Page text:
During the Spanish times, Siquijor was called the Isla del Fuego—
My first impression of Siquijor was how laid back this island really is. I have the impression that this is an island forgotten by time. It is an idyllic place of white-sand beaches, centuries old gigantic balete trees, and almost untouched forests. It is a perfect island for a summer holiday.
And it can also be a perfect island for a haunting.
Some places in Siquijor have been earmarked by some people to be scary places. But for some people, the scarier the place, the better it is to visit. Well, I am maybe one of them because the first things I asked around in Siquijor was: where are the scariest places here?
I found that there were many more beautiful spots than there were scary places. But then again, I thought the scary places would make for a more adventurous trip. Besides, I have already seen more than enough of white-sand beaches with gorgeous nude ladies basking in the sun.
In Siquijor, there is also a good supply of people with supposedly magical powers, of people called mangkukulam (warlocks) who practice sorcery and witchcraft, and people called mananambal (shamans) who can heal the incurable diseases. There is also no scarcity of tales about ghosts, engkantos, legendary heroes and villains so that even one writer can fill a big tome collecting these tales.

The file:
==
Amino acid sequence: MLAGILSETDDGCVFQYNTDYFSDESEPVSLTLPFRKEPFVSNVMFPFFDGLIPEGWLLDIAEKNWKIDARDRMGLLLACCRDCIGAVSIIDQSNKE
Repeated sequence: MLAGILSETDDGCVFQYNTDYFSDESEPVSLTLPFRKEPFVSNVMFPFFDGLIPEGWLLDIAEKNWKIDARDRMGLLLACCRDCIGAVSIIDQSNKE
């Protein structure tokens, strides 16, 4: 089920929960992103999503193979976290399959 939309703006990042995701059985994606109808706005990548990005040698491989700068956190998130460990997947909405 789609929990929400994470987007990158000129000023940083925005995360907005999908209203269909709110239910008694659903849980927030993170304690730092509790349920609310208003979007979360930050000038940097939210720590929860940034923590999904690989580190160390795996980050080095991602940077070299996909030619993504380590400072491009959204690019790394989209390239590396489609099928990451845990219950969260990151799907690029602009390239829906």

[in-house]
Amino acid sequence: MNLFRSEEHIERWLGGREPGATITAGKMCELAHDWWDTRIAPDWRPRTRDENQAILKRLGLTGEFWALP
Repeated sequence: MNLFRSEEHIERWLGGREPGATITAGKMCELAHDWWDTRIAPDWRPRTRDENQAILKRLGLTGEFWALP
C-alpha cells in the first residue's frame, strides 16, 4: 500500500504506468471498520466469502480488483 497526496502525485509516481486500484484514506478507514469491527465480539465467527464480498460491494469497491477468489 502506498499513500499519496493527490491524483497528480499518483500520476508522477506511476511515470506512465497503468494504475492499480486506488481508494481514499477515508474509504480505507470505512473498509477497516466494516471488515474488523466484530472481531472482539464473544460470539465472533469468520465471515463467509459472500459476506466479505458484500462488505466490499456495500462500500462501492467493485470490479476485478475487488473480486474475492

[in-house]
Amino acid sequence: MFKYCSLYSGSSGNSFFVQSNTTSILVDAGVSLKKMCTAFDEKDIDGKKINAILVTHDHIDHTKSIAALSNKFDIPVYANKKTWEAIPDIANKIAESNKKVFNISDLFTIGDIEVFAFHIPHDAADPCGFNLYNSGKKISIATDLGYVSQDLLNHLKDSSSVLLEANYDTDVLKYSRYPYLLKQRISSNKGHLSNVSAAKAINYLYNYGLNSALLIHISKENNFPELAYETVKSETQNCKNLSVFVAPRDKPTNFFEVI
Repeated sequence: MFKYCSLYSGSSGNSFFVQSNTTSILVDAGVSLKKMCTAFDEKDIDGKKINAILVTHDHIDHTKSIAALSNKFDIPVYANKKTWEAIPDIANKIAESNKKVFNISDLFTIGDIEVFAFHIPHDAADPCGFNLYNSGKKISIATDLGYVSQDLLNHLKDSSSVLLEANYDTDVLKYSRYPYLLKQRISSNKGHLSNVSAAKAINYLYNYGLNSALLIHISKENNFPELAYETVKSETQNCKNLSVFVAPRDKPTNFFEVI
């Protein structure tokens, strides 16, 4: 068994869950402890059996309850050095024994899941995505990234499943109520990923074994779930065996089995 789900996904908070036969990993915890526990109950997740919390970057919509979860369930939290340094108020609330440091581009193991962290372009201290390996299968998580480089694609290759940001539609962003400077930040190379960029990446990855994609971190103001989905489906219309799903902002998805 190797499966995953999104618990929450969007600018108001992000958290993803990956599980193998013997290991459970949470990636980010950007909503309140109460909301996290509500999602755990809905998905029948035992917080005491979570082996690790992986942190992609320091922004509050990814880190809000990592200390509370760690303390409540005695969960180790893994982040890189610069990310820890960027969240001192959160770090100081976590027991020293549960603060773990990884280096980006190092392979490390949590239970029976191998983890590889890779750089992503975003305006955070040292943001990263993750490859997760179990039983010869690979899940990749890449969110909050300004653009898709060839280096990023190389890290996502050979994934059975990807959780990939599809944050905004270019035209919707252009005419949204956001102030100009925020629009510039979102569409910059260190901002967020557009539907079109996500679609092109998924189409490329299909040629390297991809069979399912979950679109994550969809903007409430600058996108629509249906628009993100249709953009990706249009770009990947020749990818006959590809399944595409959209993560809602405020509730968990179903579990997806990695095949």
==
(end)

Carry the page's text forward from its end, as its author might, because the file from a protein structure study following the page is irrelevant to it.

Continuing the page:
So here we go.
Juan Ponce the Sorcerer, Retired
Manong Juan Ponce, the legendary sorcerer of the
I found out that Manong Juan has recently retired from practicing sorcery, and has already bequeathed his powers to his six children, who now act as the sorcerers-sorceresses in-waiting whenever a client arrives to commission them for “paktol” or “kulam sessions”.
According to the local people, Manong Juan was a much-feared man during his peak as a sorcerer-shaman in
Manong Juan’s fame and reputation as a sorcerer goes beyond the shores of Siquijor and into the neighboring islands of Samar, Leyte, Cebu, Bohol, and
At 90 or 100 years old (whatever his age), Manong Juan spoke only exclusively Visayan, and struggled hard answering in my interview. From what I gathered though, he learned sorcery from his father named Ciriaco Ponce, a powerful sorcerer in Siquijor during the Spanish and American times. No children of Manong Juan was able to recall any information about Ciriaco, except that he sired many children, one of them being Manong Juan. When Ciriaco was in his deathbed in the 1930s, he chose to bequeath his powers exclusively to Manong Juan.